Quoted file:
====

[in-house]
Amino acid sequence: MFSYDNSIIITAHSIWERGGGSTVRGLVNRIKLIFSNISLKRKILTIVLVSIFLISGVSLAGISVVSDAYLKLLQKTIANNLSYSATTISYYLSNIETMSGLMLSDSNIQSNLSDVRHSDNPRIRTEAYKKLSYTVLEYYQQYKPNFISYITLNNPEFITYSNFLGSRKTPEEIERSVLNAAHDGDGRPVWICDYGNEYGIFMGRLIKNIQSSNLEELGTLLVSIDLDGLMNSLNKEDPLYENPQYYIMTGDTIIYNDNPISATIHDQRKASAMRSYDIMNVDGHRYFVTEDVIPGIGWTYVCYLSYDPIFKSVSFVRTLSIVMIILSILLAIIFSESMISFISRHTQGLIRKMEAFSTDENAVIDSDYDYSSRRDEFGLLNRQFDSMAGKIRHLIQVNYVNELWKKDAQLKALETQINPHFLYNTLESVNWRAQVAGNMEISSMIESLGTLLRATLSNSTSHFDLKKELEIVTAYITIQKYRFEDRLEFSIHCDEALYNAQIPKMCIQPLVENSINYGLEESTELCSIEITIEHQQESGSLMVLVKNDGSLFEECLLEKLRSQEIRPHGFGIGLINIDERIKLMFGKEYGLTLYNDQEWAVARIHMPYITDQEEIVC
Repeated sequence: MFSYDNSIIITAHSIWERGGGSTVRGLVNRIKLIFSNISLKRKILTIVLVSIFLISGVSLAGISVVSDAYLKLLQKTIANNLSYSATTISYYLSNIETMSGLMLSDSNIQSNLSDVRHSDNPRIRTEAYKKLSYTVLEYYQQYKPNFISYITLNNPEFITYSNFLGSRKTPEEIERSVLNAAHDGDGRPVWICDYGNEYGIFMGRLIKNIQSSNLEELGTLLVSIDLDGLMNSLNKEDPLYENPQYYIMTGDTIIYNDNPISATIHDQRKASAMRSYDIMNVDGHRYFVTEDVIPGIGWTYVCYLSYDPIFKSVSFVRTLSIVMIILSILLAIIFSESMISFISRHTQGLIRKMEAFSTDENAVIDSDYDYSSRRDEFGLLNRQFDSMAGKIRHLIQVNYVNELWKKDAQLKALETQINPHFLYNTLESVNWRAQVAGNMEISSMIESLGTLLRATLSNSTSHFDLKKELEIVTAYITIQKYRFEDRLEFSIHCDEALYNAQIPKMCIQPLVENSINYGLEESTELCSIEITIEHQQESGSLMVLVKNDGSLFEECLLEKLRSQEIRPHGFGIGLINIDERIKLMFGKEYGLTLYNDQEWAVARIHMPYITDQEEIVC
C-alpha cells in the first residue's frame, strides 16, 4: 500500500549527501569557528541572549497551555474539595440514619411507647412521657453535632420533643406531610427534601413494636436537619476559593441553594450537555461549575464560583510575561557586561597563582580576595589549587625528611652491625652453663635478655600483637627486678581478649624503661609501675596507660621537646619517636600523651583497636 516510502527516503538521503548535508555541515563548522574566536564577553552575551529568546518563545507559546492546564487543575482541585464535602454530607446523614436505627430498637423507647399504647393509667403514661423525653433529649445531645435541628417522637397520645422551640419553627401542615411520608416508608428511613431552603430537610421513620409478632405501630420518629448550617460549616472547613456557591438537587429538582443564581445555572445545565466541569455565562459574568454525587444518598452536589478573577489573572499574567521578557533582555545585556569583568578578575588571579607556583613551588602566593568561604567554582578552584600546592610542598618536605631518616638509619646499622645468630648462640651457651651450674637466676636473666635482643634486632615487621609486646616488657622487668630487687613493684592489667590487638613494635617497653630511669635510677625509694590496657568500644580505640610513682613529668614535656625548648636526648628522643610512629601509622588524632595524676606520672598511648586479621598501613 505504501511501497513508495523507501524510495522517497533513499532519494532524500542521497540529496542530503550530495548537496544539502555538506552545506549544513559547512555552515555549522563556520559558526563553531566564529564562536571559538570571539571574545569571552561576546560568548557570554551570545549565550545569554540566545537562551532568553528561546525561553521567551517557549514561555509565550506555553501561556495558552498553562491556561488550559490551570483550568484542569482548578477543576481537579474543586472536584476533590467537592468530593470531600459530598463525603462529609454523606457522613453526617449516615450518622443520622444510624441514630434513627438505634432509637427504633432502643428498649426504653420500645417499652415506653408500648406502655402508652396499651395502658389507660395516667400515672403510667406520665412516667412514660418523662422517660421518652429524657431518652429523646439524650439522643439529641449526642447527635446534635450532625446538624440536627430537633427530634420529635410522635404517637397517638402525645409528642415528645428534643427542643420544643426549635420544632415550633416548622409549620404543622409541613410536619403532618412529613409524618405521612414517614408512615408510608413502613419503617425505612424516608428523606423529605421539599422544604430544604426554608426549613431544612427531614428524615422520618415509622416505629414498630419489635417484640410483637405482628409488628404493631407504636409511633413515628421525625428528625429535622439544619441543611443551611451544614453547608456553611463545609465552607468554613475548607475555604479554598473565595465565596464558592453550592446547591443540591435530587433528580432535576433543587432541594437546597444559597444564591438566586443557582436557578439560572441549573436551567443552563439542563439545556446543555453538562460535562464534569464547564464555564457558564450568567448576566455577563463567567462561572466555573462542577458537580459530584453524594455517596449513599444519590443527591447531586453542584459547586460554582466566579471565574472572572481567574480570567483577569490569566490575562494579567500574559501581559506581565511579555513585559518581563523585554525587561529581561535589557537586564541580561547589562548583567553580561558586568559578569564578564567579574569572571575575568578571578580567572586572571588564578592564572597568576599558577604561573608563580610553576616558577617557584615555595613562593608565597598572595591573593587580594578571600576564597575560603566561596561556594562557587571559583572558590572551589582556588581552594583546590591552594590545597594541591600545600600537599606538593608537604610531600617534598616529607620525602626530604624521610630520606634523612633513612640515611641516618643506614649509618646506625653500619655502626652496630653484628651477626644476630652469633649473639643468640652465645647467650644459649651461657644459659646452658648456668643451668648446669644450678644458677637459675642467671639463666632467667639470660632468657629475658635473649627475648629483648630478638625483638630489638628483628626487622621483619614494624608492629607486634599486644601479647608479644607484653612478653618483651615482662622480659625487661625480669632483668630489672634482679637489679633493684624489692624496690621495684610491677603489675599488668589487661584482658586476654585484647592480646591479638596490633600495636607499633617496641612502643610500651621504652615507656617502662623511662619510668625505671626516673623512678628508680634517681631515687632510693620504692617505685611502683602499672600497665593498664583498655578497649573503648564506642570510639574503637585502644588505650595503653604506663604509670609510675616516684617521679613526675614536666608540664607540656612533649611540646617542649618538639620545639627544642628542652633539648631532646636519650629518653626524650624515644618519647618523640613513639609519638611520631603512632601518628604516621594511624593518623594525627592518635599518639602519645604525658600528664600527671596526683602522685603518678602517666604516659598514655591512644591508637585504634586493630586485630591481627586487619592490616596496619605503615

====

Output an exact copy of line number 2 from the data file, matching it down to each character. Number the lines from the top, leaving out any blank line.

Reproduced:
Amino acid sequence: MFSYDNSIIITAHSIWERGGGSTVRGLVNRIKLIFSNISLKRKILTIVLVSIFLISGVSLAGISVVSDAYLKLLQKTIANNLSYSATTISYYLSNIETMSGLMLSDSNIQSNLSDVRHSDNPRIRTEAYKKLSYTVLEYYQQYKPNFISYITLNNPEFITYSNFLGSRKTPEEIERSVLNAAHDGDGRPVWICDYGNEYGIFMGRLIKNIQSSNLEELGTLLVSIDLDGLMNSLNKEDPLYENPQYYIMTGDTIIYNDNPISATIHDQRKASAMRSYDIMNVDGHRYFVTEDVIPGIGWTYVCYLSYDPIFKSVSFVRTLSIVMIILSILLAIIFSESMISFISRHTQGLIRKMEAFSTDENAVIDSDYDYSSRRDEFGLLNRQFDSMAGKIRHLIQVNYVNELWKKDAQLKALETQINPHFLYNTLESVNWRAQVAGNMEISSMIESLGTLLRATLSNSTSHFDLKKELEIVTAYITIQKYRFEDRLEFSIHCDEALYNAQIPKMCIQPLVENSINYGLEESTELCSIEITIEHQQESGSLMVLVKNDGSLFEECLLEKLRSQEIRPHGFGIGLINIDERIKLMFGKEYGLTLYNDQEWAVARIHMPYITDQEEIVC